- - Monday, January 27, 2020

I’ve often been told that short-story collections don’t sell, which is disheartening, as I love short stories and 10 of my crime-fiction short stories have appeared in online magazines.

Otto Penzler, the president and CEO of MysteriousPress.com and the owner of the Mysterious Bookshop in New York City, disagrees with that notion, as his anthologies of short stories sell quite well.

He is the editor of a good number of anthologies, such as “The Big Book of Reel Murders: Stories That Inspired Great Crime Films,” which I reviewed here, as well as “The Big Book of Pulps,” “The Big Book of Female Detectives,” “The Big Book of Sherlock Holmes Stories” and “The Big Book of Jack the Ripper.” He also edits “The Best American Mystery Stories of the Year” series, the “Best American Crime Reporting” series, and other collections.

Otto Penzler has for decades been the champion of crime stories. The Mystery Writers of America presented him with two Edgar Awards, one for his “Encyclopedia of Mystery and Detection” in 1977 and another for “The Lineup” in 2010. The Mystery Writers of America also presented him with the Ellery Queen Award in 1994 and the Raven, the organization’s highest non-writing award, in 2003.

I asked Otto Penzler how “The Big Book” series began. 

“It started when a British publisher asked if I could do a collection of pulp stories,” Mr. Penzler recalled. “He said do one on detectives. I barely started and he said do another one on women in pulps, and then while you’re at it, do one on villains. I produced three books and each one was about 500 pages. My agent saw these and said we should get an American publisher. The editor of Vintage liked the books and wanted to make them into one big book. He published the first “Big Book,” “The Big Book of Pulps.”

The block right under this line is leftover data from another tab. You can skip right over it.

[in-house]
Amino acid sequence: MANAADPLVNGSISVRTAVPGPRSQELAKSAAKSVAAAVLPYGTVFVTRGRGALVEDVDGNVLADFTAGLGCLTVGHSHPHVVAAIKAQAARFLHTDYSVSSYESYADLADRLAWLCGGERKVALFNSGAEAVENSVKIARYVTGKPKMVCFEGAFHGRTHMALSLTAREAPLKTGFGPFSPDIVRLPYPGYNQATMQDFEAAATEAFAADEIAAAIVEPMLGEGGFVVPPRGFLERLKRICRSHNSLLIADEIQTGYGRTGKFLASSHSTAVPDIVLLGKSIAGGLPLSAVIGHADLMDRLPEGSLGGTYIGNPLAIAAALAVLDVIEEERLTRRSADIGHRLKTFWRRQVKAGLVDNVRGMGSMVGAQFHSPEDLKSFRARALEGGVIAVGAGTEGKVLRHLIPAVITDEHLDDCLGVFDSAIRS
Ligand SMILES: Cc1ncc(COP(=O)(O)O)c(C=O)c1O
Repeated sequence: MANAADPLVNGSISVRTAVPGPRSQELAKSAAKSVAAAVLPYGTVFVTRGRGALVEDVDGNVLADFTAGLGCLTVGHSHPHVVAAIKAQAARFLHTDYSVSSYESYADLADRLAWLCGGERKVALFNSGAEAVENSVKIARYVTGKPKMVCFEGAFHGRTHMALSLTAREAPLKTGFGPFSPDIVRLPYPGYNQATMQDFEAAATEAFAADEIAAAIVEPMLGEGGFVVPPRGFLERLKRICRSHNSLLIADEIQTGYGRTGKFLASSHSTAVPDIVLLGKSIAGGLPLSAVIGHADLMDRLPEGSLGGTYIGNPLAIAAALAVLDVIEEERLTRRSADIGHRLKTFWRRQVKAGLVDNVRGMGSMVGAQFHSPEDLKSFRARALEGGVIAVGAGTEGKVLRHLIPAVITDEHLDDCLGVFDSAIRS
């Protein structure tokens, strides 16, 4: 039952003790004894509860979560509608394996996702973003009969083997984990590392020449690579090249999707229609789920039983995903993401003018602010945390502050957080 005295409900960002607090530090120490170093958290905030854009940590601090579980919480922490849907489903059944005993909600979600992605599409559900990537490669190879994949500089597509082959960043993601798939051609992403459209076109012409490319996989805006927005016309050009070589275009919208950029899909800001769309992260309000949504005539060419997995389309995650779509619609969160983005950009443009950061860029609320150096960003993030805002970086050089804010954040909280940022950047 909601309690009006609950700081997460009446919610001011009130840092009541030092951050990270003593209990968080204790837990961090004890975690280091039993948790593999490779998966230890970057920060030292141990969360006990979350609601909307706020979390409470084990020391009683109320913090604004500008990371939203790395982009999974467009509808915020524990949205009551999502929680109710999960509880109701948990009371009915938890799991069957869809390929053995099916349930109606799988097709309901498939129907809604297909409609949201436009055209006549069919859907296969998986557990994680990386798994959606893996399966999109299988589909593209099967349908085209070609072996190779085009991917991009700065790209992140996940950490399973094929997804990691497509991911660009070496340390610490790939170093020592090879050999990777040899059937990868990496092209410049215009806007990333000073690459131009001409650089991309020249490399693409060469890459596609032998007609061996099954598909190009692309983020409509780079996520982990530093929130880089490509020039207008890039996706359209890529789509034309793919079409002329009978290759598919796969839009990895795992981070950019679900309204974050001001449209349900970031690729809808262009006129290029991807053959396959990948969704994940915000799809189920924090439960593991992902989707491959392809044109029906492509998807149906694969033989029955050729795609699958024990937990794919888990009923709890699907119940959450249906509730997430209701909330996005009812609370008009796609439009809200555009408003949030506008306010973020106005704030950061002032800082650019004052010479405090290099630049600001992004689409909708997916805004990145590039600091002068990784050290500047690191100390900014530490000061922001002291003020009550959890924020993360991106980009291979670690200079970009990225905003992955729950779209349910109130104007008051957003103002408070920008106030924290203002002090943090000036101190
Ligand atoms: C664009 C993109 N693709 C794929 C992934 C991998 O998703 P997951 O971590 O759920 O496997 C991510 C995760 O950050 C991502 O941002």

Otto Penzler said the book was so successful that his editor asked him to next edit “The Big Book of Black Masks Stories.”

“The ‘Big Books’ are a terrific bargain,” Mr. Penzler said. “It is like buying six books.”

I asked him how he selected the stories for his anthologies.

“I’ve been doing this for more than 50 years. I’ve been a reader, a collector, an editor, a publisher, and a book seller,” Mr. Penzler said. “I’ve read voraciously for many years and my collection is nearly 60,000 volumes of first editions of mystery, thriller, espionage and suspense.

“I have a phenomenal library to pick from and I start by finding the subject I’m working on — let’s say, female detectives. I have a big reference library as well, and I find all the authors who are appropriate, and I pull off the books and I start reading. For most of the books I read between 400 and 500 stories and then pick the stories that I think are the best, which means my favorites.”

Otto Penzler began as a copy boy at the New York Daily News in 1963 and he moved up to become a sportswriter. In 1969 he moved over to ABC Sports and became the director of publicity and later worked as a news writer for the “Reasoner Report” with Harry Reasoner. He moved on to become a freelance writer and started the Mysterious Press.

With a partner, he bought a building in New York for the Mysterious Press and realizing that he had a good deal of vacant space, he thought it would be fun to open a book shop.

“I didn’t know anything about publishing when I started, and I didn’t know anything about running a book shop,” Mr. Penzler said.  

Mr. Penzler said that the late, great crime novelist Raymond Chandler was the person responsible for his tremendous affection for mystery fiction.

“When I read Raymond Chandler, I said this is real literature.” Mr. Penzler said. “Suddenly, the plots became less important to me. With other mystery writers, the plot was essential, the raison d’etre for the book. With Chandler, it was the writing, the characters and the dialogue.

“The poetry of the prose is what attracted me to him and made me understand that mystery fiction was serious literature.”

I asked Mr. Penzler if there was a future for print books, or will books only be read online?

“That’s what everyone was predicting ten years ago,” Mr. Penzler said. “It’s not true. My bookstore is doing better now than it was five years ago.”

Otto Penzler continues to champion crime stories. The next “Big Book” published will be his “The Big Book of Espionage Stories,” and he is currently working on “The Big Book of Victorian Mystery Stories.”

• Paul Davis’ On Crime column covers true crime, crime fiction, mysteries and thrillers.

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